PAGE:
Michael Hood - on 08 Jun 2018
In reply to JLS:

Unless you include rolling down the slope at the bottom, he'd have had to jump a fair distance in the air (at least 20' ?) to manage a 100' fall at Stanage

jon on 08 Jun 2018
In reply to SuperLee1985:

> The same goes for the speed attempts, they are both very experienced big wall climbers and know what they are doing, they are both very familiar with the route and know it to be well below their limit. They have all the ropes skills nailed. For them these speed attempts are far less dangerous, than some punter in the UK trying to push their trad grade.

The Supertopo thread seems to have got back on course, after some moderation, with some good contributions. This one from John Long seems to address your post rather well:

> It should be noted that while Tommy C. and Alex H. are likely the best trad climbers we have, during the run up to their new record, Tommy took a 100-footer off the Stovelegs, which is hiking for him. Anyone can go any time when the pedal is floored.

http://www.supertopo.com/climbers-forum/3093022/Death-on-El-Cap-Freeblast-this-morning

 

Skotch85 - on 08 Jun 2018
In reply to Big Lee:

>> Why are so many armchair climbers telling them off to take the risk they wanted to take? 

>I can't actually see many people on this thread doing that. One or two? 

You're right, it is actually not that many. Thanks for correcting my bias. More folk that stands negative to the feat, says it is not interesting.

DubyaJamesDubya - on 09 Jun 2018
In reply to jon:

> No, but it always amuses me during these discussions when people compare El Cap to Stanage!


Brown and Whillans did OK in the Alps after their gritstone 'apprenticeship'.

jon on 09 Jun 2018
In reply to DubyaJamesDubya:

It's more the grit-centric nature of it that amuses me. A bit like the alps = Chamonix!

 

DubyaJamesDubya - on 09 Jun 2018
In reply to jon:

I see what you mean. It's interesting how there can be quite substantial debates on UKC over moves on particular routes at Rivelin (say). I guess a large proportion of UK climbers are active there

bensilvestre - on 10 Jun 2018
In reply to UKC News:

Bloody amazing, and to all the moaners... doing el cap speed ascents mean a they can do things like the fitz traverse. It's all part and parcel. Get a grip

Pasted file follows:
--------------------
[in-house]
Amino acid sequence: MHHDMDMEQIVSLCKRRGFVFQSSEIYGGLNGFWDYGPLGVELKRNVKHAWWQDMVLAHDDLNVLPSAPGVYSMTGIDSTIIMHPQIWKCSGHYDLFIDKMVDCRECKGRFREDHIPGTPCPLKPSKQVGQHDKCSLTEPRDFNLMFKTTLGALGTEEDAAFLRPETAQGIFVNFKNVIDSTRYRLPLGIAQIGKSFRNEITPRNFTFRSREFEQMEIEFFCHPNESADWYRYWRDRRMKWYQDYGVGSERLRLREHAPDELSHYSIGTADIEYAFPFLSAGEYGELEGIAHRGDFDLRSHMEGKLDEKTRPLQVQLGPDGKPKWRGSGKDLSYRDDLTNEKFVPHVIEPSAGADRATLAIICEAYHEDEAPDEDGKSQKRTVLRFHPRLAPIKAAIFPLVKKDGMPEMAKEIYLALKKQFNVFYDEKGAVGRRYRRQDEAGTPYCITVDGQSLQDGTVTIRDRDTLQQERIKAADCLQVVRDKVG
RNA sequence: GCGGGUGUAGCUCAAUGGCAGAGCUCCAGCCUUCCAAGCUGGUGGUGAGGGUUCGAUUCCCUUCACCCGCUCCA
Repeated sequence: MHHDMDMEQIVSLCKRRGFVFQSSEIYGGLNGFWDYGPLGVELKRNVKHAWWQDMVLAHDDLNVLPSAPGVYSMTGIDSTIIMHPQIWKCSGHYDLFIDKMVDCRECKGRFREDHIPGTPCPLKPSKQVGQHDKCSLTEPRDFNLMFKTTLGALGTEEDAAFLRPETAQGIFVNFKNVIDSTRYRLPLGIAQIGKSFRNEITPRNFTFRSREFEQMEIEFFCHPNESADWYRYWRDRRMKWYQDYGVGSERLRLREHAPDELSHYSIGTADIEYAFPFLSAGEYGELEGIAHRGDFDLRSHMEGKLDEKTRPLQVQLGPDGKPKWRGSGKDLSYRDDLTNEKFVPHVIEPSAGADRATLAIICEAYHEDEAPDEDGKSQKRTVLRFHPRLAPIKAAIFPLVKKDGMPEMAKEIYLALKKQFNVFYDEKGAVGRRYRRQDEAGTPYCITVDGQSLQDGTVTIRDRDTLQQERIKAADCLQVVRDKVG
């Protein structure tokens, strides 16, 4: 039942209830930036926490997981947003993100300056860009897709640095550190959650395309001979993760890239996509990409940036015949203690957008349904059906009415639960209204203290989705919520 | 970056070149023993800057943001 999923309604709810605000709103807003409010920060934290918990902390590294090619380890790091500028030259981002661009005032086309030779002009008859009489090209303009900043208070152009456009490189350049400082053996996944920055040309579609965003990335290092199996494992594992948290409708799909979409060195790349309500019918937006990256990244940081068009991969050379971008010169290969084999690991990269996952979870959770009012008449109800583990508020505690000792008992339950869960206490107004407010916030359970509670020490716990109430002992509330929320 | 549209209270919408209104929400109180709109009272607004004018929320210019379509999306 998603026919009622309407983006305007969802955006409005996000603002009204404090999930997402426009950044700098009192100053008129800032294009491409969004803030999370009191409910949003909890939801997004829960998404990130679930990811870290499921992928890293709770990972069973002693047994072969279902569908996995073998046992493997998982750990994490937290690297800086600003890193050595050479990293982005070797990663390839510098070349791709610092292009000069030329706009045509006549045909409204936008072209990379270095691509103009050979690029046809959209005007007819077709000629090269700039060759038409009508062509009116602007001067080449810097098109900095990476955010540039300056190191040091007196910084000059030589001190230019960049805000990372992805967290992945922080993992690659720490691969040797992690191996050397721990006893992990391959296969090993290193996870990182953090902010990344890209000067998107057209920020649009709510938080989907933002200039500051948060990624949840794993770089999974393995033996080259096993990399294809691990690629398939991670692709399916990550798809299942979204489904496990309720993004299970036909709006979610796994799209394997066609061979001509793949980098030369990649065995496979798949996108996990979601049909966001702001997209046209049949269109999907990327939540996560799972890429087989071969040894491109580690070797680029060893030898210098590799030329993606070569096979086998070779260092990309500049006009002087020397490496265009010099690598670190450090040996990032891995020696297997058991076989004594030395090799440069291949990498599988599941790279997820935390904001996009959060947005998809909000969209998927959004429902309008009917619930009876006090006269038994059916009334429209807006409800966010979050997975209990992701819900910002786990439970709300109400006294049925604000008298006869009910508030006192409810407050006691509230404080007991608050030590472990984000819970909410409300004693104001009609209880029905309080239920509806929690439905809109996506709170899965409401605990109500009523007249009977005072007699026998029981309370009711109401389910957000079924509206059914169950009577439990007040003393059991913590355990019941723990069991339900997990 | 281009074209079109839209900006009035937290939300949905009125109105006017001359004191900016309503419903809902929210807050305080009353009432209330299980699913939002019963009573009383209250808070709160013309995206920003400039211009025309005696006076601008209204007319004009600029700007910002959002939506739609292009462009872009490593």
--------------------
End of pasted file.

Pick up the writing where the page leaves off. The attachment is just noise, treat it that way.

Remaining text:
Robert Durran - on 10 Jun 2018
In reply to bensilvestre:

> Bloody amazing, and to all the moaners... doing el cap speed ascents mean a they can do things like the fitz traverse.

Absolutely. It's maybe just a bit of a shame that the Nose gets most of the hype though - I hope it is the Fitz traverse which stands the test of time as a genuine landmark achievement.

Just Another Dave - on 11 Jun 2018
In reply to Smelly Fox:

> Incredible achievement! Wow! Took me 2hrs to gear up and do the first pitch...

That's nowt. Took my bro 2 hours mid-pitch  to work out how to second a tension traverse when jugging. ...never occurred to us that some aid techniques would be worth reading up on before getting on the wall.

 

For what it's worth, I really don't "get" speed climbing at all for me personally, but I get even less comments like "it's too risky", "its boring" etc. ....on a climbing forum? Posters of this stuff wouldn't be called climbers over there.

johncoxmysteriously - on 12 Jun 2018
In reply to Just Another Dave:

 

https://www.youtube.com/watch?v=XG4ubEPPN7U

 

in case anyone hasn’t seen this. Fairly eye-opening. Isn’t this the Stovelegs? And isn’t that where Caldwell took a 100 footer practising? Interesting if so - this guy would have gone way further than that.

 

jcm

 

Ian Parsons - on 12 Jun 2018
In reply to johncoxmysteriously:

Isn’t this the Stovelegs?

No, John. The Stovelegs Crack is out of sight below the bivvy ledge atop Dolt Tower; the very run-out climbing shown in the clip is in the section from Dolt to El Cap Tower.

 

ericinbristol - on 12 Jun 2018
In reply to johncoxmysteriously:

Fascinating bit of video. 'The did two pitches in the time it took us to drink half our coffee. And they did it in better style'.

malk - on 12 Jun 2018
In reply to ericinbristol:

he says three pitches? so maybe 4 in the full clip.

similar length/difficulty as DOWH;)

 

 

ericinbristol - on 12 Jun 2018
In reply to malk:

You're right - he says three not two. And yes can you imagine simul-sprinting DOWH with just one runner at the end of the first pitch? Eeek.

Michael Gordon - on 13 Jun 2018
In reply to ericinbristol:

> 'They did two pitches in the time it took us to drink half our coffee. And they did it in better style'.

I find drinking coffee quite easy. Sounds like they need to work on it